But that’s precisely what the founder of Konarka Technologies, Dr. Sukant Tripathy, had in mind when he named his technological vision for that pinnacle of Hindu architecture. After all, Vedic hymns refer to the sun as the fount of inexhaustible power and radiance, and describe the celestial body as the source and sustainer of all life on earth.
Today the technology that IITian Tripathy and three of his Indian American colleagues – Jayant Kumar, Kethinni Chittibabu and Srinivasan Balasubramanian -- have spawned, has taken some critical first steps toward changing how we think about harvesting energy from the sun.
That’s why on the test benches of Konarka Technologies a new kind of solar cell is being put through its paces. Strips of flexible plastic all but indistinguishable from photographic film bask under high-intensity lights. These strips, about 10 centimeters long and five centimeters wide, are converting the light into electricity. Wire a few of them together, and they generate enough power to run a small fan.
Konarka plans to have its solar-cell strips made of "semiconducting particles of titanium dioxide coated with light-absorbing dyes" on the market next year for both consumer products and the defense industry.
As the world’s energy consumption grows, Konarka envisions building renewable, environment-friendly energy solutions that produce power from the sun for a World Without Wire. Today, technology analysts predict that all this fast-growing effort could quickly reach critical mass. And energy industry analysts have described Konarka-type technologies as part of a coming “tectonic shift’’ from fossil fuels to solar power.
The Boston Globe recently described Konarka as “part of a class of high-tech, medical devices, and biotech companies in Massachusetts that are exploring new directions and cultivating new ideas that will create industry clusters…These companies are interested in making giant leaps, rather than incrementally improving existing technologies.”
Already, Konarka has grabbed the attention of the U.S. Army.
Konarka Technologies is making waves this month for two obvious reasons: its technology, and its business strategy.
Investors in Konarka’s technology include Electricité de France and ChevronTexaco, respectively the first and fifth largest energy companies in the world. Last week a significant investment from the European venture capital community was announced by the company as part of its recent $18 million Series C round of financing. Since 2001, the company has raised $32 million from venture capital firms New Enterprise Associates and Draper Fisher Jurvetson, among others.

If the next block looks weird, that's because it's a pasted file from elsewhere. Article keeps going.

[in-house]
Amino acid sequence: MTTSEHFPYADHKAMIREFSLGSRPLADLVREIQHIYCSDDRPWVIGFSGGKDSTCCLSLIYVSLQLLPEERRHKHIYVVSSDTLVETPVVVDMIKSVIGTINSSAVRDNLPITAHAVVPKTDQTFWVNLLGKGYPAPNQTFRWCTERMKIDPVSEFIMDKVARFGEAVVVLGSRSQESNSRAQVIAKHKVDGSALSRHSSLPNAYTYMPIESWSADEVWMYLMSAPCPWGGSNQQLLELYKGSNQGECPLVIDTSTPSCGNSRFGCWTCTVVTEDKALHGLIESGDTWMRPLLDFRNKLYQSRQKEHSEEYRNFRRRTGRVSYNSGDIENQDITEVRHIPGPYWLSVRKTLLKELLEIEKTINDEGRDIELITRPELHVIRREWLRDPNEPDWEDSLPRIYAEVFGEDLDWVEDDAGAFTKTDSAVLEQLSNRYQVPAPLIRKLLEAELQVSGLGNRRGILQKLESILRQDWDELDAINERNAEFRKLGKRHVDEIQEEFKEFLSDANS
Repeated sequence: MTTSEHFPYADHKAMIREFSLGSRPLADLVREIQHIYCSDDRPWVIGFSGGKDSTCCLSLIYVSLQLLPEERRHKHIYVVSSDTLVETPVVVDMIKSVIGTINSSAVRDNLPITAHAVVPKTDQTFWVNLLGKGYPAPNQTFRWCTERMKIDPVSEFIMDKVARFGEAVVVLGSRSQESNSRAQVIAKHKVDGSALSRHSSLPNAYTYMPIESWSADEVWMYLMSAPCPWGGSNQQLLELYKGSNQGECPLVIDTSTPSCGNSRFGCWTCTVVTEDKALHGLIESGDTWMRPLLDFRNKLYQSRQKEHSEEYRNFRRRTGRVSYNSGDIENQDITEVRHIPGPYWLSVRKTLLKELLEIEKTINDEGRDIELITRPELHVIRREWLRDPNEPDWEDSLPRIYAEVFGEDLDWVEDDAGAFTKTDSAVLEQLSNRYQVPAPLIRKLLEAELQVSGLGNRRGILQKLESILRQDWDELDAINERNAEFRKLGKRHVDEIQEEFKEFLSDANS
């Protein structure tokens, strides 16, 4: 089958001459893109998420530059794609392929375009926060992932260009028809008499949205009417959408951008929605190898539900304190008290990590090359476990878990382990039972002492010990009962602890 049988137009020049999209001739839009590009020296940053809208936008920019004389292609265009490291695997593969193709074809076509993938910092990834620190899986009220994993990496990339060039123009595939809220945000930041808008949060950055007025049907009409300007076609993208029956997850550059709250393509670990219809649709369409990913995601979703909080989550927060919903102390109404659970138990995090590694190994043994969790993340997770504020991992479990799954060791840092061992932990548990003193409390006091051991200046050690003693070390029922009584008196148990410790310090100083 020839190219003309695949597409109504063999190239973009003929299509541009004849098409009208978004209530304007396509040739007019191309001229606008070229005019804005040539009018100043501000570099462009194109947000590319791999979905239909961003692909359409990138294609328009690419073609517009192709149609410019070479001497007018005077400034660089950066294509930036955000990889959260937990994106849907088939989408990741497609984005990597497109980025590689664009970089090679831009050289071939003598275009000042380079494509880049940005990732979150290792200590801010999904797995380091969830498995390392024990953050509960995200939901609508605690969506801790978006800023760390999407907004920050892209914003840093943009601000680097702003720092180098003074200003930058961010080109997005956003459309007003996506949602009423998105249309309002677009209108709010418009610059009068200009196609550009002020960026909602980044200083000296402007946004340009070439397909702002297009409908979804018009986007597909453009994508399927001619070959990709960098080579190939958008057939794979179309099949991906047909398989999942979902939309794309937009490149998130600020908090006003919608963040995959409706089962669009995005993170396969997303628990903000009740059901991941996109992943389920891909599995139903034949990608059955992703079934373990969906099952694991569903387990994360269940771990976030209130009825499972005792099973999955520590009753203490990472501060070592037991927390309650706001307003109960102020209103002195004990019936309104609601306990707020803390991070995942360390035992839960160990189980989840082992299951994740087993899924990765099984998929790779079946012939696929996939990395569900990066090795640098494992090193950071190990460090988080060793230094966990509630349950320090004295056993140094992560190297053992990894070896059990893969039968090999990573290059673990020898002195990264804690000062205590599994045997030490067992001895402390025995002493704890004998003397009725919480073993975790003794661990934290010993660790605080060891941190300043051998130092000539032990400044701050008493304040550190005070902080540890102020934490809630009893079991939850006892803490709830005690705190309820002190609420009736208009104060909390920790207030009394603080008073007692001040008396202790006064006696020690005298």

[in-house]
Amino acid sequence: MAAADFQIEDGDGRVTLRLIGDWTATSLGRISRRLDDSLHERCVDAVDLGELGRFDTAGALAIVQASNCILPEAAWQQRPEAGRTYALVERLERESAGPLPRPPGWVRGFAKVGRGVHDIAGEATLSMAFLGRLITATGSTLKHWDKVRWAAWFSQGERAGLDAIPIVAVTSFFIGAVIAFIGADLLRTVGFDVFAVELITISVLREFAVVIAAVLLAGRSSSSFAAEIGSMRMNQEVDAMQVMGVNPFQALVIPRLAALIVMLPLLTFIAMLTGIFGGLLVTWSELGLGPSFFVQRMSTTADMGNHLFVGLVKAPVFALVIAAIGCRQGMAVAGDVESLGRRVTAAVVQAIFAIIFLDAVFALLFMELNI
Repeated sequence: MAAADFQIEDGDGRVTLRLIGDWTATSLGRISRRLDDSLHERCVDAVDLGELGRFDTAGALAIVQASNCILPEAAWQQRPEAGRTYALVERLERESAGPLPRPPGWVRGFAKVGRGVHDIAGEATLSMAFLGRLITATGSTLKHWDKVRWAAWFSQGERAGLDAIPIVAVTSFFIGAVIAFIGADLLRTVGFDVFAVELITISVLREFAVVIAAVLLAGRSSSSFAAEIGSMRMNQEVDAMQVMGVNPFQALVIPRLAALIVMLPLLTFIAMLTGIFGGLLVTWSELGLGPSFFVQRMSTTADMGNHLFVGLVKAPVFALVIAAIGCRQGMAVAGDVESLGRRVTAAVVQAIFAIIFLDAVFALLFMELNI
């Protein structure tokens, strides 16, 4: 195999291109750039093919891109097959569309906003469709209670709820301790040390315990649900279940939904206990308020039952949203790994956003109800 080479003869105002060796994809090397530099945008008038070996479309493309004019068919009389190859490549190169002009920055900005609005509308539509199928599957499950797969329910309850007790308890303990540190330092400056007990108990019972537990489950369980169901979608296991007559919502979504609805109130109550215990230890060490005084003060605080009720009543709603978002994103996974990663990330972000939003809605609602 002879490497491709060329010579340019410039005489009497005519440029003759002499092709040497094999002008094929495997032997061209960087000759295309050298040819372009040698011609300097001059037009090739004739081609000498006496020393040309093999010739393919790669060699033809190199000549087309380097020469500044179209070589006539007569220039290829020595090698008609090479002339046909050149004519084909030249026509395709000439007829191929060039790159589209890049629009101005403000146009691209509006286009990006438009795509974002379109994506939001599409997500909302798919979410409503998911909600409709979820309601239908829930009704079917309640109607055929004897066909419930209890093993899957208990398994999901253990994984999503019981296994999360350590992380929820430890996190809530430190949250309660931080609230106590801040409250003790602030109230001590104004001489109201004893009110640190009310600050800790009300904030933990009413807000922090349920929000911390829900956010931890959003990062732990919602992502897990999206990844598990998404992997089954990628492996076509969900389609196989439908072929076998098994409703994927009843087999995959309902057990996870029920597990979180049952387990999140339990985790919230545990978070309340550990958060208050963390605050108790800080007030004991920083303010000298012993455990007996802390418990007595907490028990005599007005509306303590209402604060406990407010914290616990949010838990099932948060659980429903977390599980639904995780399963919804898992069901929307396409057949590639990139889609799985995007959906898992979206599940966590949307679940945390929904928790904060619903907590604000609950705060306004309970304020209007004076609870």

The quality of the syndicate supporting Konarka is a testament to the quality of the team and the fundamental breakthrough nature of the company´s core technology," said Raj Atluru, managing director at Draper Fisher Jurvetson. "The company has brought together the best partners worldwide to turn its vision into a reality. Konarka has the potential to be among the most important companies that DFJ has ever invested in."
THE KONARKA TECHNOLOGY
Technology wise, Konarka builds revolutionary, light-sensitive products using next generation nanomaterials that are coated on rolls of plastic. Konarka´s nanomaterials absorb sunlight and indoor light and convert them into electrical energy. These products can be easily integrated as the power generation component for a variety of applications and can be produced and used virtually anywhere.
Konarka’s novel idea of using plastics as the basis for solar panels was spun from the research of Tripathy, an accomplished scientist, engineer and professor, who dreamed of bringing electricity to impoverished regions of India, such as his native Dihar in Orissa. Sadly, Tripathy never had the chance to achieve his dream; he drowned while on a break from the American Chemical Society International Meeting he was attending in Hawaii in December 2000.
Tripathy, 48, was founder and director of the Center for Advanced Materials and helped establish the University´s new Institute for NanoScience Engineering and Technology. He joined UMass in 1985 after obtaining his BS ‘72 and MS’ 74 from IIT Kharagpur and Ph.D.’81 from Case Western Reserve University.